Brainstorm: Nick Franklin — Minor Leagues

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== The Young LumberKing Grows Up ==

I’m not obsessed with splits.  Particularly with minor-league data, since we don’t have a ton to go on in the first place, and there’s not much point in chopping it up into even smaller amounts.  Plus, in the real world, guys play at home and on the road and face pitchers of both hands, and they have to get results, so I tend to focus on results.

But, as a means of diagnosis — like figuring out how Nick Franklin can have so much talent but rank so low on our analytical ratings — sometimes splits make all the difference.

Before we go there, though, let’s see how Little Nicky graded out generally:

Traditional Hitting Statistics

Year Age Lvl G PA AB H 2b 3b HR BB K BA OBP SLG OPS
2009 18 Rk-A- 16 65 63 21 4 1 1 2 8 0.333 0.354 0.476 0.830
2010 19 A-AA 130 578 516 146 22 7 23 51 124 0.283 0.354 0.486 0.841
2011 20 A+-AA-Rk 88 401 352 99 13 7 7 37 80 0.281 0.352 0.418 0.770
2012 21 AAA-AA 121 535 472 131 32 9 11 48 106 0.278 0.347 0.453 0.800
2013 22 AAA 39 177 142 46 9 0 4 30 20 0.324 0.440 0.472 0.912

Spectometer Analysis [Note on minor-league analysis here.]

Year Age Lvl HR% BB% XBH + BB% ISO K% PSA+ Conv+ Comp
Age Arc Slugger > 4% Goal > 8.5% Goal > 19% Goal > .200 Goal < 20% Strong Prospect > 100
2009 18 “-1” 1.54% 3.08% 12.31% 0.143 12.31% 63 88 51
2010 19 “-1” 3.98% 8.82% 17.82% 0.203 21.45% 87 94 81
2011 20 “-2” 1.75% 9.23% 15.96% 0.137 19.95% 78 72 50
2012 21 “-2” 2.06% 8.97% 18.69% 0.175 19.81% 85 92 77
2013 22 “-1” 2.26% 16.95% 24.29% 0.148 11.30% 162 104 166

First thing to note is that Franklin was young for his level all the way up.  Second thing is that he is a middle infielder, and benefits from position scarcity.  Third thing is that in 2011 he was hit in the face with a bat, and then fell ill while recovering from that, so it was sort of a “lost season.”

But, even with all that, Franklin does not “light up the board” until his torrid streak at AAA last year (which was only 39 games and 177 PAs).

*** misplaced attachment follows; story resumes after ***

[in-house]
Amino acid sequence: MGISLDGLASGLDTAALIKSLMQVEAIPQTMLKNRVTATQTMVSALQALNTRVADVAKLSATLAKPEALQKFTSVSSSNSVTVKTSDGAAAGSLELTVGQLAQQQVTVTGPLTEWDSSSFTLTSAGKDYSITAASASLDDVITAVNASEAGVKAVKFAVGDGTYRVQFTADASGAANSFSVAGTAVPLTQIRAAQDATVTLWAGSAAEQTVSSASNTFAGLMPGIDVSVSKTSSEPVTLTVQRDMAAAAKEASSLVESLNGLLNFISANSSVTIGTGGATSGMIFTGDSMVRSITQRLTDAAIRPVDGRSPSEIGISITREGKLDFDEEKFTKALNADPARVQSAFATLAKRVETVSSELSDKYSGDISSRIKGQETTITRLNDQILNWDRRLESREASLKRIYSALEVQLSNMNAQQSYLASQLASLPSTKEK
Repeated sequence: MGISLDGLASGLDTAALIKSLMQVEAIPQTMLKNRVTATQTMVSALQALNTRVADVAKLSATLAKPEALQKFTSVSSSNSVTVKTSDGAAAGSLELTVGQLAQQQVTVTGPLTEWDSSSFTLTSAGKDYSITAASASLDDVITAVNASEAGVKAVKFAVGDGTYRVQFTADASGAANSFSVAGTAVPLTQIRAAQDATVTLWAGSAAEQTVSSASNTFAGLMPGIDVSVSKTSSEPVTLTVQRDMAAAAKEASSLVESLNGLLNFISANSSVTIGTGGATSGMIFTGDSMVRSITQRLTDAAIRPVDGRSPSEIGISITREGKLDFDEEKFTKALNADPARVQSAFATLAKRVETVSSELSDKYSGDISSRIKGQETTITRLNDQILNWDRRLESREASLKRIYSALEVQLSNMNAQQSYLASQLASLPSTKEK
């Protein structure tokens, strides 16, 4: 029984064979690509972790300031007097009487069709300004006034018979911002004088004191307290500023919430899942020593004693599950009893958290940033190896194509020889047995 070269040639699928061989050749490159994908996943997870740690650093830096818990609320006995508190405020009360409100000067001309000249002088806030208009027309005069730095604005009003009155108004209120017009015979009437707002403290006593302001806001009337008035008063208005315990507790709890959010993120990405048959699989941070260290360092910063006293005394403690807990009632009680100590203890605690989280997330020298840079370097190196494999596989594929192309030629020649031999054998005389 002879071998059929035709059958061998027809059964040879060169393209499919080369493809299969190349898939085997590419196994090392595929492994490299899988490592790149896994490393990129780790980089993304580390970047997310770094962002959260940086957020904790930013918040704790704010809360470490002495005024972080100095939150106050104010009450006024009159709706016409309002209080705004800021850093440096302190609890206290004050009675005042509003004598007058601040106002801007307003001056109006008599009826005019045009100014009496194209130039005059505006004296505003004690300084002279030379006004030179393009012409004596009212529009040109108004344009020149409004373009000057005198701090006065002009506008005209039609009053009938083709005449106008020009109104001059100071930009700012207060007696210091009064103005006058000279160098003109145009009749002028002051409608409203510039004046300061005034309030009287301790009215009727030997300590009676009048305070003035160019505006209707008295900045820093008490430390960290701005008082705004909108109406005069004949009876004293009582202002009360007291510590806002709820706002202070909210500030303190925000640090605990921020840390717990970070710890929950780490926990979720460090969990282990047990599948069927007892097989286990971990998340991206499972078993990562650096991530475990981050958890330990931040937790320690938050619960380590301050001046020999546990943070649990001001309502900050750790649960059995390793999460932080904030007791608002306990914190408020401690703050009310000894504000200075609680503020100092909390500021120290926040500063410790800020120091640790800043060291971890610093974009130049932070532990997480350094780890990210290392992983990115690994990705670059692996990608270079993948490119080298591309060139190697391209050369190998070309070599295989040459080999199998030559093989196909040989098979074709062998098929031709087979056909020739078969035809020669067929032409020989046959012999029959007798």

And that’s when we have to go to the splits, and we see that switch-hitting Franklin is, in fact, two different hitters:

Spectometer LH-hitting only

Year Age Lvl HR% BB% XBH + BB% ISO K% PSA+ Conv+ Comp
Age Arc Slugger > 4% Goal > 8.5% Goal > 19% Goal > .200 Goal < 20% Strong Prospect > 100
2009 18 “-1” 2.13% 4.26% 12.77% 0.156 12.77% 71 90 60
2010 19 “-1” 4.83% 9.89% 20.00% 0.241 19.77% 106 112 118
2011 20 “-2” 1.76% 10.21% 17.96% 0.153 21.83% 82 77 59
2012 21 “-2” 2.76% 9.27% 20.05% 0.204 19.80% 93 104 97
2013 22 “-1” 2.92% 17.52% 24.82% 0.165 9.49% 175 111 186

Spectometer RH-hitting only

Year Age Lvl HR% BB% XBH + BB% ISO K% PSA+ Conv+ Comp
Age Arc Slugger > 4% Goal > 8.5% Goal > 19% Goal > .200 Goal < 20% Strong Prospect > 100
2009 18 “-1” 0.00% 0.00% 11.11% 0.111 11.11% 41 84 25
2010 19 “-1” 1.40% 5.59% 11.19% 0.096 26.57% 29 43 -28
2011 20 “-2” 1.71% 6.84% 11.11% 0.095 15.38% 70 61 31
2012 21 “-2” 0.00% 8.09% 14.71% 0.092 19.85% 62 58 20
2013 22 “-1” 0.00% 12.82% 20.51% 0.091 17.95% 103 73 77

So, in Franklin’s 2010 season for the Clinton LumberKings, he may have been royal from the left side, but he was a LumberJester from the right side.  Not only did he have terrible plate skills (few walks, lots of strikeouts), when he did put the ball in play, he hit with no authority (sub-.100 ISO).

Still, Franklin-the-lefty was so brilliant (splendid numbers for a teenage shortstop) that (so long as he could maintain that) all Franklin had to do was learn to be not-awful as a righty.

And he did!

Well, mostly.  He still did not hit the ball hard (note that the RH ISO column stays pretty constant), but the walk rate climbed up by 2013, and the strikeout rate was finally decent.  All of which meant that his RH numbers were not that much of a drag on his scorching-hot LH numbers during his 2013 AAA run.  [Noting, of course, that it was a pretty small amount of data (177 PAs total).]

And don’t lose sight that Franklin was doing all of this while sometimes two years younger than typical for his level, and with all of the complications of 2011.

So then came the majors.

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